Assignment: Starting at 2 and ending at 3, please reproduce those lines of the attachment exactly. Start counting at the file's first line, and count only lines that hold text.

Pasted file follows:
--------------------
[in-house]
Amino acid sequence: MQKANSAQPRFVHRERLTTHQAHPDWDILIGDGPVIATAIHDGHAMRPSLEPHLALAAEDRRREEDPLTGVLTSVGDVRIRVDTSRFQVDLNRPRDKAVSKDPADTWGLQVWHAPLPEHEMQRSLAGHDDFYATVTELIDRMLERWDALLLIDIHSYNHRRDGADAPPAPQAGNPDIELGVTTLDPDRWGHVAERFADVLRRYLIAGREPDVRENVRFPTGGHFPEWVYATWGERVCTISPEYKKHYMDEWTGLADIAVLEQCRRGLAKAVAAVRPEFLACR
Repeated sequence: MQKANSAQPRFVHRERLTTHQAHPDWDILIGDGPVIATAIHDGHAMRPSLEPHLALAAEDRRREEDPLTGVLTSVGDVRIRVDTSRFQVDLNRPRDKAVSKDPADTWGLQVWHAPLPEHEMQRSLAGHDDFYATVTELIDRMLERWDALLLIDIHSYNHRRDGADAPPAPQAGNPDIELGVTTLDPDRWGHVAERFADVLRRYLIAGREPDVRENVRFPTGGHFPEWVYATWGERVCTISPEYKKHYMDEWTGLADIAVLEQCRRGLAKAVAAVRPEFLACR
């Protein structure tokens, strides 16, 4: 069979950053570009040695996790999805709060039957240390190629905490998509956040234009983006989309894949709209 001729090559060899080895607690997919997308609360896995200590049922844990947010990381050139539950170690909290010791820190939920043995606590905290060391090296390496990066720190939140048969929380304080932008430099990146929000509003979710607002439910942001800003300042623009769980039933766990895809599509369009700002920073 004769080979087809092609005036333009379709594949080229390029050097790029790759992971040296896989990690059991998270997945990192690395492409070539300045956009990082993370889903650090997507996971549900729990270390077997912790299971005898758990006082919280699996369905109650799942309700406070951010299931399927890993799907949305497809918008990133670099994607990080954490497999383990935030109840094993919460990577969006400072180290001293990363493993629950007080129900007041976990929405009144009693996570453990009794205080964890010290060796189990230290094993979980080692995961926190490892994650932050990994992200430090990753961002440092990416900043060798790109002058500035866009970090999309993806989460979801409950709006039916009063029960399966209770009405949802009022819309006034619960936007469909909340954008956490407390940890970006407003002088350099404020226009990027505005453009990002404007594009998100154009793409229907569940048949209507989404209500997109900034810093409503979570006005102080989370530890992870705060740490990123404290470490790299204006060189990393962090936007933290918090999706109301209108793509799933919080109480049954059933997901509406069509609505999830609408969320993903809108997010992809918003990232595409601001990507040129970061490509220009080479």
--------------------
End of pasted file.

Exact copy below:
Amino acid sequence: MQKANSAQPRFVHRERLTTHQAHPDWDILIGDGPVIATAIHDGHAMRPSLEPHLALAAEDRRREEDPLTGVLTSVGDVRIRVDTSRFQVDLNRPRDKAVSKDPADTWGLQVWHAPLPEHEMQRSLAGHDDFYATVTELIDRMLERWDALLLIDIHSYNHRRDGADAPPAPQAGNPDIELGVTTLDPDRWGHVAERFADVLRRYLIAGREPDVRENVRFPTGGHFPEWVYATWGERVCTISPEYKKHYMDEWTGLADIAVLEQCRRGLAKAVAAVRPEFLACR
Repeated sequence: MQKANSAQPRFVHRERLTTHQAHPDWDILIGDGPVIATAIHDGHAMRPSLEPHLALAAEDRRREEDPLTGVLTSVGDVRIRVDTSRFQVDLNRPRDKAVSKDPADTWGLQVWHAPLPEHEMQRSLAGHDDFYATVTELIDRMLERWDALLLIDIHSYNHRRDGADAPPAPQAGNPDIELGVTTLDPDRWGHVAERFADVLRRYLIAGREPDVRENVRFPTGGHFPEWVYATWGERVCTISPEYKKHYMDEWTGLADIAVLEQCRRGLAKAVAAVRPEFLACR